The Nordic banks are on average about ten years ahead European banks which are in turn about five years ahead the US banks. Banks in developing countries are increasing their physical presence (South and Southeast Asia). Number of branches is growing in Indonesia, but also a digital banking program was launched in 2015 to reach out to the unbanked. New regulations allow tech intermediaries to spread banking services. US branches in large cities are also growing. One of the reasons is client acquisition when many banks due to regulations require physical presence to open an account.
Today banks are changing under the influence of new technologies and innovative finance market players. Some banks are acquiring Fintech startups to enhance their services. Some invest in young companies or create own startup accelerators to support new technologies and benefit from them. Biggest banks such as Bank of America, Citigroup, Goldman Sachs, JPMorgan Chase, Morgan Stanley, and Wells Fargo have made significant investments in 30 fintech companies since 2009, according to CB Insights data. And some banks created strong R&D departments to produce their own solutions to take part in modern innovations marathon.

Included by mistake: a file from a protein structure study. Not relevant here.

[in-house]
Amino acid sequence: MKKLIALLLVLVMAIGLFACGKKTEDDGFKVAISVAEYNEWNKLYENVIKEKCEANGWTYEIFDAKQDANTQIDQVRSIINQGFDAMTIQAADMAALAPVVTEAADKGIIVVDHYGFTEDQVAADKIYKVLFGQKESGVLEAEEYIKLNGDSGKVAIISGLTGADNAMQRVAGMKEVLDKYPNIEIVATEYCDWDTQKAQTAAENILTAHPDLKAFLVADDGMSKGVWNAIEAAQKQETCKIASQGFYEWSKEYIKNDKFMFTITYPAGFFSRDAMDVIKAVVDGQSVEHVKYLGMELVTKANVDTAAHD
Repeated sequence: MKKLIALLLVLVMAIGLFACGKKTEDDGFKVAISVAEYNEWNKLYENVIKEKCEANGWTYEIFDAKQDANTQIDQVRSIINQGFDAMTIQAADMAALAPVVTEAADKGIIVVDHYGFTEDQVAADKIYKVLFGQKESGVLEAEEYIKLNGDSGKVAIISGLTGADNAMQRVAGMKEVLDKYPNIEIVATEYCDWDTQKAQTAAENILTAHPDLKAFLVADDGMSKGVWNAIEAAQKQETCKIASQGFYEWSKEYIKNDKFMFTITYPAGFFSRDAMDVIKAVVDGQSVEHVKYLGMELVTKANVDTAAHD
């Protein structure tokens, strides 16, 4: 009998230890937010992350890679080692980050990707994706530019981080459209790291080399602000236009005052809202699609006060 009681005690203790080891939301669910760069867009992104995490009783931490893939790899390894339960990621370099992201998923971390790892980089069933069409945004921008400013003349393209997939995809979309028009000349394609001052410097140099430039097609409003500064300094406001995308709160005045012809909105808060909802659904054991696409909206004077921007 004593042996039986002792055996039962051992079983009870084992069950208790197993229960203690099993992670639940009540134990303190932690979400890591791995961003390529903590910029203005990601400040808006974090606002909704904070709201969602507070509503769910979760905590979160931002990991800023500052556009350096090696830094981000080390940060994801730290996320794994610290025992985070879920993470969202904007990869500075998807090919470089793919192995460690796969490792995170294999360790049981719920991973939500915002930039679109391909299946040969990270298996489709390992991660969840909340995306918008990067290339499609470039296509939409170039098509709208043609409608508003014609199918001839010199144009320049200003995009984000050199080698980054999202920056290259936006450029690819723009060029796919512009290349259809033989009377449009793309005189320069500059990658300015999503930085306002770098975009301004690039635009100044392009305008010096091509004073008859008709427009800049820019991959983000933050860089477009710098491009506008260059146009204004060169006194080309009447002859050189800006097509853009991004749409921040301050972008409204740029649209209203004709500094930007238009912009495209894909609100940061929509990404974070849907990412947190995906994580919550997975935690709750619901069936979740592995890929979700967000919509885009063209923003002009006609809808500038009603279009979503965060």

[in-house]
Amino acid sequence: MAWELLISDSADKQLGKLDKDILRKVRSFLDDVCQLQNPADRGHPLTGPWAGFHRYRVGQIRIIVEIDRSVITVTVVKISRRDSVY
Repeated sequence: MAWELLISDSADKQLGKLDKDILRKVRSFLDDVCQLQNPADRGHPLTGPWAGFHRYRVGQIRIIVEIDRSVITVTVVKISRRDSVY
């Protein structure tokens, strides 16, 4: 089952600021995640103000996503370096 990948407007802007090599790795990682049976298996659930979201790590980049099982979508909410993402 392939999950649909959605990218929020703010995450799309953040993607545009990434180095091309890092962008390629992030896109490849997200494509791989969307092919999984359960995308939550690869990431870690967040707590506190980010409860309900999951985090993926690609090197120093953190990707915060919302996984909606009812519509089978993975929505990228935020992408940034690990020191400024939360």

How relationships between fintech companies and banks will shape the future of finance
We are now only at the beginning of complete technological disruption of traditional banking. Young innovative companies created by people who grew up with internet, mobile phones and smartphones are shifting paradigms in all areas of our life, including finances.